3. Sonja says:

    When I go on my laptop top go into Admin and change the password it won’t let me. Says I’m not using correct ‘old password. Same thing happens when I try to change the name of the modem, telling me I’m not using correct ‘old name’. Very annoying when I’m doing everything correct.

  4. John SH says:

    Reading through the reviews of DDG it seems that the security side of it is very good but the search side is USA biased and not reliable in the results. I’ll give it a miss.

  5. John says:

    For the money I am paying I expect that iinet would have the most sophisticated system going, but it appears that their commitment to the user is rather cursory. It appears that money is the first priority and the customer is at the bottom of the rung.

    • Leo Yarnold says:

      Hey John!

      Is there anything that we can help you with? Our commitment to the customer has never changed, so we’re here to help. If there’a anything we can do, please feel free to reach out to us via our Social Media e-mail address, iiOnline@iinet.net.au with your details, and we’ll lend a hand.

      – Leo

      – Leo

  6. Thanks iinet for caring Stay well and safe,from your loyal and loving customer Jenn Owen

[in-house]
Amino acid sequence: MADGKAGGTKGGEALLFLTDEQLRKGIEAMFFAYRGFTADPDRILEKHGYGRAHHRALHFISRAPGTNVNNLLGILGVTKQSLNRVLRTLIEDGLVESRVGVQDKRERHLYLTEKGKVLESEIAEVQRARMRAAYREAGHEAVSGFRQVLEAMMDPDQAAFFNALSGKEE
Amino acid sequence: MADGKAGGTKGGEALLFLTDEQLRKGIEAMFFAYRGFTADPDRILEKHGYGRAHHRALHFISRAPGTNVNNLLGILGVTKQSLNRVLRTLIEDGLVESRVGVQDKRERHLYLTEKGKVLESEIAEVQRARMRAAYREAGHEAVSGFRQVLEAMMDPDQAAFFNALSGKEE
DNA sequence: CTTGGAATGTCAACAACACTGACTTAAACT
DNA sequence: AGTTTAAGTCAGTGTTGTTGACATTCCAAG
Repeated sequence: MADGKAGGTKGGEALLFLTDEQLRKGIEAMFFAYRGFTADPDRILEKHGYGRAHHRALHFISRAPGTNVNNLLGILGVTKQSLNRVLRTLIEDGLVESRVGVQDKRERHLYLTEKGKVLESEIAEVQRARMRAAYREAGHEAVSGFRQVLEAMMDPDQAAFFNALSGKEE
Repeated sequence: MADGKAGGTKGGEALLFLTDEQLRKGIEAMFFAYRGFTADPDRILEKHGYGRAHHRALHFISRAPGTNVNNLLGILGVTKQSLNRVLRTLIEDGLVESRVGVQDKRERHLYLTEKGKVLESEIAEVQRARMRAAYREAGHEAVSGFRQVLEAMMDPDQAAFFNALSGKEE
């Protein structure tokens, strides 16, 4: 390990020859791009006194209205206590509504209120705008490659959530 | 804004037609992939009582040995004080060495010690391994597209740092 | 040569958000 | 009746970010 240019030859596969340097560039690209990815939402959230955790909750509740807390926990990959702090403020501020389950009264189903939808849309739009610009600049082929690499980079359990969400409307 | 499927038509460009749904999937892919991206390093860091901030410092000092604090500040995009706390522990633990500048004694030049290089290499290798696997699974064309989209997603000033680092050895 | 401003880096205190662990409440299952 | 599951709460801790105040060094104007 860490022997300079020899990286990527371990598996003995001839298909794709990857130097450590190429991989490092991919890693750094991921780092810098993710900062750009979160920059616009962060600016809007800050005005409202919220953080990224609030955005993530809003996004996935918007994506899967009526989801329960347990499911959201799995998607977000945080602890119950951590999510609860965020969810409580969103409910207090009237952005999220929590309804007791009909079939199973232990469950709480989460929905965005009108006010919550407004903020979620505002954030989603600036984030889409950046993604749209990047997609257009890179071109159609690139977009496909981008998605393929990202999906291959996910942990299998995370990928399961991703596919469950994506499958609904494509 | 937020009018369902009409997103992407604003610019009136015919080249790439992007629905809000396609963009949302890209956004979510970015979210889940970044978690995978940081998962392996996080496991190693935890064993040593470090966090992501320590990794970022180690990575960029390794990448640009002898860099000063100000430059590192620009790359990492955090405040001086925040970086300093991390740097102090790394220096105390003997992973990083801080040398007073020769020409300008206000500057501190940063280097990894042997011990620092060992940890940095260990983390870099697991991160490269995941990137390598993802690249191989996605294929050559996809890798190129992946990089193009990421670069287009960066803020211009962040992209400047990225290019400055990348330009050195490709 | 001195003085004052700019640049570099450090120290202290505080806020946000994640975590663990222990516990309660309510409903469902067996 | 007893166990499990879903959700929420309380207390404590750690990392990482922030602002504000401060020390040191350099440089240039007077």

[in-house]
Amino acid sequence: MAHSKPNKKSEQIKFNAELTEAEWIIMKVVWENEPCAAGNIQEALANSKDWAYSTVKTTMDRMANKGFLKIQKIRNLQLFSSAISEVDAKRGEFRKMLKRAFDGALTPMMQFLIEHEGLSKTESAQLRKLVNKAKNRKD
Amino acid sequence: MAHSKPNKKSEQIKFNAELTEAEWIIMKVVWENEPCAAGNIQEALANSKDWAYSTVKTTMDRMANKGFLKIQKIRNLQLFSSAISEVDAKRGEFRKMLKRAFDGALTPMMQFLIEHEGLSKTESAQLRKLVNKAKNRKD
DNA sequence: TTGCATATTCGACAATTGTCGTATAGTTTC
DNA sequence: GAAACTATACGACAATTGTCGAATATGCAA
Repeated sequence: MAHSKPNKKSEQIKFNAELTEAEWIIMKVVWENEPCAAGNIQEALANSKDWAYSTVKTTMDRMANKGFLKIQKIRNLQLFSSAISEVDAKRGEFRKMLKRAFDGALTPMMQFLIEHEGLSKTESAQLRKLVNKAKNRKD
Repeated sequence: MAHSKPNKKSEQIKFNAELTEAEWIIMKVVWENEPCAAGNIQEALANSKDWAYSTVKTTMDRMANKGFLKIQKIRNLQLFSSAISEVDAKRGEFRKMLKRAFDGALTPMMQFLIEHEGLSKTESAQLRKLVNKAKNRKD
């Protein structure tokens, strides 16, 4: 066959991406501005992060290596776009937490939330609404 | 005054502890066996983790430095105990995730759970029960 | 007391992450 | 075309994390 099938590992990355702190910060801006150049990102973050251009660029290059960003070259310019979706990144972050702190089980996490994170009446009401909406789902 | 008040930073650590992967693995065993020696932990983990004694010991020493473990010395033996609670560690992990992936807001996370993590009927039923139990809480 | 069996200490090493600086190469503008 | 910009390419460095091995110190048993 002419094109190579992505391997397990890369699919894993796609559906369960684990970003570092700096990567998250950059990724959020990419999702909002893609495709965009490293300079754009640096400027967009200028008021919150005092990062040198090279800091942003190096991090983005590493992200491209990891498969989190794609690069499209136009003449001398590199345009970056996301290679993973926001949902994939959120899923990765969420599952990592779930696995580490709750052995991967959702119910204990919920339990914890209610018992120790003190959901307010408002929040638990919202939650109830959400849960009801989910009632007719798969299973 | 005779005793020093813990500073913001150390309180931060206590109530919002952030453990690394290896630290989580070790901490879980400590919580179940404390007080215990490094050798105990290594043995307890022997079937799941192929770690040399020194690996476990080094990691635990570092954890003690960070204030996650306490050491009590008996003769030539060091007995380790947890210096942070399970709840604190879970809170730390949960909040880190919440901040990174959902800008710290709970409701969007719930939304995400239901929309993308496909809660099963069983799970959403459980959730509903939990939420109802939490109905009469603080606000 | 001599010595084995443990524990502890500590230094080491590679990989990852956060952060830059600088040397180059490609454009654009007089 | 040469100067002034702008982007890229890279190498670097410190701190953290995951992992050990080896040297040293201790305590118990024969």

7. Kurt says:

    You cannot update firmware as iinet is owned by tpg. It is tpg firmware in modem. Did my research and that is what i learned. Regret coming to iinet with constant dos attacks. Never an issue with last provider. As well as them trying to double bill me last month

    • Leo Yarnold says:

      Hey Kurt,

      We’re keen to lend a hand with this. Have you been able to speak to our team, or use our online help resources at http://help.iinet.net.au ? These are worth a look and if those options don’t yield results, you’re more than welcome to make direct contact with us via our Social Media email address: iiOnline@iinet.net.au. Please include your details and reference your post here – we’ll gladly do what we can to help.

      – Leo

  8. John says:

    I have been sent a new modem by iinet TG789vac v3.

    To replace e my buddii lite.

    To set it up is it just a matter of connecting it to my nbn box and it configured automatically

  9. David says:

    Another common router feature known as UPnP (standing for “Unplug and Play”) is often (unecessarily) enabled. This feature allows devices on the local network to configure the router remotely, and critically, enables changes to the port settings that aqlow network traffic to enter the local network. The facility has existed on routers since about 2002 or 2003.

    The problem is that UPnP opens up a security hole where malware/viruses/bad stuff on a PC on the local network can quietly set up communications connections for whatever nefarious purposes they may have in mind. Worse, some routers can expose the UPnP protocol to the internet, which means anyone can configure your router if it is prone to that. Even worse than that, UPnP does not require your router user id or password to operate.

    In my opinion you should hunt down the UPnP setting and disable it.